Image source: National Cancer Institute.

In terms of medical diagnoses, there aren't many things scarier than hearing the phrase, "you have cancer."

The numbers partially tell the tale. Globally, according to the World Health Organization, there are 14 million people diagnosed with cancer annually, and this figure is expected to swell to 22 million in roughly two decades.

The American Cancer Society estimates that there were 1.66 million cancer diagnoses in the United States last year. The ACS also estimated that more than 589,000 people would lose their lives as a direct result of cancer in 2015. Within the U.S., cancer ranks behind only heart disease as the leading cause of death, although it's expected to surpass heart disease as the leading cause of death in the coming years as cancer incidence rates rise.

However, it's not just these large numbers that are terrifying; it's that many of the triggers for cancer are still largely unknown. This isn't to say that researchers don't have a decent bead on what constitutes a risk factor for cancer -- old age, using tobacco, and consuming alcohol are all well-accepted risk factors for most cancer types -- so much as researchers still aren't entirely certain what triggers cancer to develop. In other words, researchers can't explain why one person will develop cancer and another won't despite having similar lifestyle habits.

Image source: Relay Federal Way via Flickr.

Debunking cancer's greatest myth of all
This "unknown" of cancer and its high mortality rate in the U.S. make it a particularly scary disease. But the unknowns of cancer also gives rise to the greatest cancer myth of all -- namely, that a cancer diagnosis is a death sentence.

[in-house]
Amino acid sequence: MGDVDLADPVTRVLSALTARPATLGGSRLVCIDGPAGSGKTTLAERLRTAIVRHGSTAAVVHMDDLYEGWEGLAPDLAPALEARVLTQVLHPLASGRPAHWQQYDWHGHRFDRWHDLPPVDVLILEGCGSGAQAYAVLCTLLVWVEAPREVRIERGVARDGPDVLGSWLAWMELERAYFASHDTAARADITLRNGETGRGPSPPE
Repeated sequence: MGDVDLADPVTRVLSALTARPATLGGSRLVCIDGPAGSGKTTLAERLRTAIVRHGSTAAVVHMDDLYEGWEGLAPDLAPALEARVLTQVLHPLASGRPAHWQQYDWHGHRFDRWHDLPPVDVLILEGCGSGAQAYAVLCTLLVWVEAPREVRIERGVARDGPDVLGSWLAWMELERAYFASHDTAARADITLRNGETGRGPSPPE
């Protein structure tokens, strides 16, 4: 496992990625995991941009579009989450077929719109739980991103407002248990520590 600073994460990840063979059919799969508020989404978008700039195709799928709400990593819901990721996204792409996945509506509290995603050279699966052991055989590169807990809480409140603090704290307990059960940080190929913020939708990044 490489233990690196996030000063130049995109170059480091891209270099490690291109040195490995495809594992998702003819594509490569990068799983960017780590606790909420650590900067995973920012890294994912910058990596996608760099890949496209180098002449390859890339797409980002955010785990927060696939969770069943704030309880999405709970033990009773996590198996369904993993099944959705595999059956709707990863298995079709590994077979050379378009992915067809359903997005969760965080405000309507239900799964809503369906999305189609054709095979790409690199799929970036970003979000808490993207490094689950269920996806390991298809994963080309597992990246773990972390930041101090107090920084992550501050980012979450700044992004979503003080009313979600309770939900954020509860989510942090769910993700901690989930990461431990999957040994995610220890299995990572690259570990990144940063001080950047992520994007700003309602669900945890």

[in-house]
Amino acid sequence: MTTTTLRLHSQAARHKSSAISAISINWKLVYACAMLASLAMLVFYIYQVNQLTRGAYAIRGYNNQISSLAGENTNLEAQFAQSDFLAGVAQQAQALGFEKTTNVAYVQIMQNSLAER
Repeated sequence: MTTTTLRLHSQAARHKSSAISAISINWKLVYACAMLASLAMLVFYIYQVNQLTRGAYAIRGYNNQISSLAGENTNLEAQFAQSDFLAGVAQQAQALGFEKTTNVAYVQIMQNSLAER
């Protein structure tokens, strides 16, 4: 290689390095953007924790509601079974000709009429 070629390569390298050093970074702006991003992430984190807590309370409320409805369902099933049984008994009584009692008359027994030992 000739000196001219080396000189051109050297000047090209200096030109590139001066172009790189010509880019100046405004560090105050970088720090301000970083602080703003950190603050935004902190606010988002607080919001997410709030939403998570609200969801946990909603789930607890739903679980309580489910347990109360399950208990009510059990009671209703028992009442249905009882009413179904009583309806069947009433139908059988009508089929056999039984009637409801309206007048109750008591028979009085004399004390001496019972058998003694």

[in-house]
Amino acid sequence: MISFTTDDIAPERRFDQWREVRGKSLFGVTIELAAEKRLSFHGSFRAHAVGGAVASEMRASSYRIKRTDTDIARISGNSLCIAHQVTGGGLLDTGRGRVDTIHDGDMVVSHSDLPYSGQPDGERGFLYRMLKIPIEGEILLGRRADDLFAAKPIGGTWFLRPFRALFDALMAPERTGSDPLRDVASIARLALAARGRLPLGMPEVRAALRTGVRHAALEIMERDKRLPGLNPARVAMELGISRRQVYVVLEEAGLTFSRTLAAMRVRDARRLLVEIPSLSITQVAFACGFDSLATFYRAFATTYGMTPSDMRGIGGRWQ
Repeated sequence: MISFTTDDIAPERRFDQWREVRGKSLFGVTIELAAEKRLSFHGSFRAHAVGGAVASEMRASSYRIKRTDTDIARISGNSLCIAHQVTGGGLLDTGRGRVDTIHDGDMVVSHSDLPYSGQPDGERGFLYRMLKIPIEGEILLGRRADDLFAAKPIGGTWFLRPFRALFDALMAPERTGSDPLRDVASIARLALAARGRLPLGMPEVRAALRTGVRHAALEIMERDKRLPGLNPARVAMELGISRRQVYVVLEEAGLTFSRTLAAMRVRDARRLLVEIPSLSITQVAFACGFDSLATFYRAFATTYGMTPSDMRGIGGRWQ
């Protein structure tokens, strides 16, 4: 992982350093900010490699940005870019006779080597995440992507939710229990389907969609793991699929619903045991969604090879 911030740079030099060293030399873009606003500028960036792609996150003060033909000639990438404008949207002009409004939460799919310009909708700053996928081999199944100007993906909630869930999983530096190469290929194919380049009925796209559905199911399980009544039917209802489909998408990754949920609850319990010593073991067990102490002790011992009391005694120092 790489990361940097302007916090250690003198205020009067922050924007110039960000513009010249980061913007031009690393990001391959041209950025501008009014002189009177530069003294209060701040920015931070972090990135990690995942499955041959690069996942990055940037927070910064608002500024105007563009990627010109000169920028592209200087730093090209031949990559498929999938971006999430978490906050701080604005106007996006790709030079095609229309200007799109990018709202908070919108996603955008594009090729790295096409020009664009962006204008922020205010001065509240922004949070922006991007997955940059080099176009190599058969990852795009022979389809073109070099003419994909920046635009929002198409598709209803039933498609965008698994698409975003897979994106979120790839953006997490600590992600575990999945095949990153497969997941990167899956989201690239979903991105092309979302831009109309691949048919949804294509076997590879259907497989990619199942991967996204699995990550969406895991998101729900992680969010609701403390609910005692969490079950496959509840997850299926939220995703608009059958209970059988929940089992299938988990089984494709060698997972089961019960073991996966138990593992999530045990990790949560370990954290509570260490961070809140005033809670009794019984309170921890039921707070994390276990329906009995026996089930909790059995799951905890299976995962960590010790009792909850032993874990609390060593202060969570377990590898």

Between 1975 and 1977, according to data from the Surveillance, Epidemiology, and End Results Cancer Statistics Review, all cancer diagnoses resulted in an average five-year survival rate of 48.9%. However, things have changed drastically since then. SEER data between 2005 and 2011 shows that the five-year survival rate for all cancer types is now 68.7%, and presumably even higher today since this data only covers 2005 through 2011 and survival rates have improved over all 11 time periods studied since 1975.

Though five-year survival rates will be more a function of an indiviudal's cancer type, some types of cancer have witnessed substantial five-year survival rate improvement over the past three-plus decades. Based on ACS data between the periods of 1975-1977 and 2004-2010, prostate cancer's five-year survival rate has climbed from just 68% to better than 99%. Breast cancer, melanoma, and Hodgkin lymphoma have also seen marked improvements in five-year survival rates, going from 75%, 82%, and 72%, respectively, to 91%, 93%, and 88%.

The point being that a cancer diagnosis, while scary, is not a death sentence any longer thanks to access to better medicine, diagnostic equipment, medical care, and health education.

Still work to be done